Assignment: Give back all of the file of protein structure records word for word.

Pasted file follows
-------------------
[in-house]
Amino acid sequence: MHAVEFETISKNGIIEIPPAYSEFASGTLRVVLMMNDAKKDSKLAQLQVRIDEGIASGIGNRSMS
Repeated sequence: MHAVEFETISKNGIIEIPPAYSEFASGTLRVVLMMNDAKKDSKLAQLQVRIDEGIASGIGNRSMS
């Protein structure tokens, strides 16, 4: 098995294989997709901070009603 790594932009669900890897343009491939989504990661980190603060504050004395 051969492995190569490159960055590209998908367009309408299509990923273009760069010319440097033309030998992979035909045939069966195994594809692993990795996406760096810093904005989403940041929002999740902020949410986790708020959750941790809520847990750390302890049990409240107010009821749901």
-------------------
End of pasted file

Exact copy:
[in-house]
Amino acid sequence: MHAVEFETISKNGIIEIPPAYSEFASGTLRVVLMMNDAKKDSKLAQLQVRIDEGIASGIGNRSMS
Repeated sequence: MHAVEFETISKNGIIEIPPAYSEFASGTLRVVLMMNDAKKDSKLAQLQVRIDEGIASGIGNRSMS
């Protein structure tokens, strides 16, 4: 098995294989997709901070009603 790594932009669900890897343009491939989504990661980190603060504050004395 051969492995190569490159960055590209998908367009309408299509990923273009760069010319440097033309030998992979035909045939069966195994594809692993990795996406760096810093904005989403940041929002999740902020949410986790708020959750941790809520847990750390302890049990409240107010009821749901």